Thus prepared and trained, the Pundit traveled for months at a stretch collecting intelligence in most difficult conditions, traveling closely with the natives in caravans. What was to follow, were some of the most glorious years in the exploration and mapping of Tibet and all its river systems and indeed some of the most fascinating explorations worth recounting. In 1865-66, Nain Singh traveled 1200 miles from Kathmandu to Lhasa and then to the Mansarovar lake and back to India. On his second expedition in 1867, Nain Singh explored Western Tibet and visited the legendary Thok Jalung gold mines. His last and greatest journey of 1874-75 was from Leh to Tawang (Assam) via Lhasa, which got a great appreciation thorough out Europe.

In the Great Trigonometrical Survey, Nain Singh surveyed 2000 km long trade route from Nepal to Tibet in around 21 months. He was first to determine the exact location and altitude of Lhasa town. Nain Singh measured 31 latitudes and 33 altitudes of different places during this survey. He travelled the length of 800 Km of Tsang Po river in Tibet, and was the first person to find that the Tsang Po and Brahmaputra rivers are one. He successfully completed his expeditions in the disguise of a Lama as the entry of foreigners in Tibet was forbidden.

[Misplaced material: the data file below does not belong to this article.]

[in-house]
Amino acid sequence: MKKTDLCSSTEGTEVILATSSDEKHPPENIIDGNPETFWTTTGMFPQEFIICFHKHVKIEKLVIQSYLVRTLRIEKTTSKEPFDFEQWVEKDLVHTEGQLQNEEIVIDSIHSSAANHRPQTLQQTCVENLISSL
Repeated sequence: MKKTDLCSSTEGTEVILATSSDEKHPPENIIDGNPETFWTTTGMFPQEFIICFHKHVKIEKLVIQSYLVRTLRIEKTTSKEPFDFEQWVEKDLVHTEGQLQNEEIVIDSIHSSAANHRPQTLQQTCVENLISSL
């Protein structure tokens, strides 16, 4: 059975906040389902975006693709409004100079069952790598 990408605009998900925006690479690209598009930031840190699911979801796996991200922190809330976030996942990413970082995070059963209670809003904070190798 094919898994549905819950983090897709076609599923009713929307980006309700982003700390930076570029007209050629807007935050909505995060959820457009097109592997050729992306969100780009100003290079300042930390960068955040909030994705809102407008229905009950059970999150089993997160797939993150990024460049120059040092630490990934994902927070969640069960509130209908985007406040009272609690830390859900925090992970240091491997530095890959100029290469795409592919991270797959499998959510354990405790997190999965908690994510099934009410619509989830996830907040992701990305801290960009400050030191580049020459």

Retirement and Death :
Nain Singh’s last journey has taken its toll on his health, also impairing his vision. He continued for a few years to train other Indians in the art of surveying and spying, and did a highly commendable job of it too.
Nain Singh Rawat died of a heart attack in 1895.

Legacy :
Nain Singh Rawat explored most of the unknown territories of the Central Asia and Tibet beyond the Great Himalayas. His collected scientific information about the geography of these regions provided a major contribution in the mapping of the Central Asia.

For his extraordinary achievements and contributions, Nain Singh was honoured with many awards by the Royal Geographical Society, the Paris Geographical Society, and other European institutions. The survey journeys of Nain Singh got place in many books, magazines, and research papers of different languages around the globe.

Colonel Yule, addressing the Royal Geographic Society at the time of its presentation of the Society's Gold Medal to Nain Singh, said, "It is not a topographical automaton, or merely one of a great multitude of native employees with an average qualification. His observations have added a larger amount of important knowledge to the map of Asia than those of any other living man!"

Awards and Recognition